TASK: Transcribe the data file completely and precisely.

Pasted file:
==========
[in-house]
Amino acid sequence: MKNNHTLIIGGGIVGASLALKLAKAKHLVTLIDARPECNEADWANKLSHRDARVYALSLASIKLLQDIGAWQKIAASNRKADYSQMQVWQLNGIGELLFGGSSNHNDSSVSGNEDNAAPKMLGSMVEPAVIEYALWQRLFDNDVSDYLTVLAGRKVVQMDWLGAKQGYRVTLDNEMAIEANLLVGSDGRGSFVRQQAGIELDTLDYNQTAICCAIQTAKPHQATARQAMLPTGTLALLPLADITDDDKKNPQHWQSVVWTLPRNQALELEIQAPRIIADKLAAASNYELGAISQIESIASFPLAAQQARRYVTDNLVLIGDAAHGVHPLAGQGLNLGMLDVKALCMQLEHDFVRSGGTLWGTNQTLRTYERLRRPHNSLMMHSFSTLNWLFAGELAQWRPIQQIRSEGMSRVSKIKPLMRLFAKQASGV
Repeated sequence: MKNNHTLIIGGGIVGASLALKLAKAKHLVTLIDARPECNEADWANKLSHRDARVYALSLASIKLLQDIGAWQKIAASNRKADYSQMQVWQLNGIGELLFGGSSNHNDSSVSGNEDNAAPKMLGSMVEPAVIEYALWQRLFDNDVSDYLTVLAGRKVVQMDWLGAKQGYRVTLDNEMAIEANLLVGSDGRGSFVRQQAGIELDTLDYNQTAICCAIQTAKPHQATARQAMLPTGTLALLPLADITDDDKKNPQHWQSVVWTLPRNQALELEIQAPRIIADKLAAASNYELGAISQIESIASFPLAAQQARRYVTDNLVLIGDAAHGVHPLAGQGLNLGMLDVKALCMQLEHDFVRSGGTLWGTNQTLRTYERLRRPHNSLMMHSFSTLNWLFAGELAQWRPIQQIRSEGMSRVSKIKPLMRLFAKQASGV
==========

[in-house]
Amino acid sequence: MKNNHTLIIGGGIVGASLALKLAKAKHLVTLIDARPECNEADWANKLSHRDARVYALSLASIKLLQDIGAWQKIAASNRKADYSQMQVWQLNGIGELLFGGSSNHNDSSVSGNEDNAAPKMLGSMVEPAVIEYALWQRLFDNDVSDYLTVLAGRKVVQMDWLGAKQGYRVTLDNEMAIEANLLVGSDGRGSFVRQQAGIELDTLDYNQTAICCAIQTAKPHQATARQAMLPTGTLALLPLADITDDDKKNPQHWQSVVWTLPRNQALELEIQAPRIIADKLAAASNYELGAISQIESIASFPLAAQQARRYVTDNLVLIGDAAHGVHPLAGQGLNLGMLDVKALCMQLEHDFVRSGGTLWGTNQTLRTYERLRRPHNSLMMHSFSTLNWLFAGELAQWRPIQQIRSEGMSRVSKIKPLMRLFAKQASGV
Repeated sequence: MKNNHTLIIGGGIVGASLALKLAKAKHLVTLIDARPECNEADWANKLSHRDARVYALSLASIKLLQDIGAWQKIAASNRKADYSQMQVWQLNGIGELLFGGSSNHNDSSVSGNEDNAAPKMLGSMVEPAVIEYALWQRLFDNDVSDYLTVLAGRKVVQMDWLGAKQGYRVTLDNEMAIEANLLVGSDGRGSFVRQQAGIELDTLDYNQTAICCAIQTAKPHQATARQAMLPTGTLALLPLADITDDDKKNPQHWQSVVWTLPRNQALELEIQAPRIIADKLAAASNYELGAISQIESIASFPLAAQQARRYVTDNLVLIGDAAHGVHPLAGQGLNLGMLDVKALCMQLEHDFVRSGGTLWGTNQTLRTYERLRRPHNSLMMHSFSTLNWLFAGELAQWRPIQQIRSEGMSRVSKIKPLMRLFAKQASGV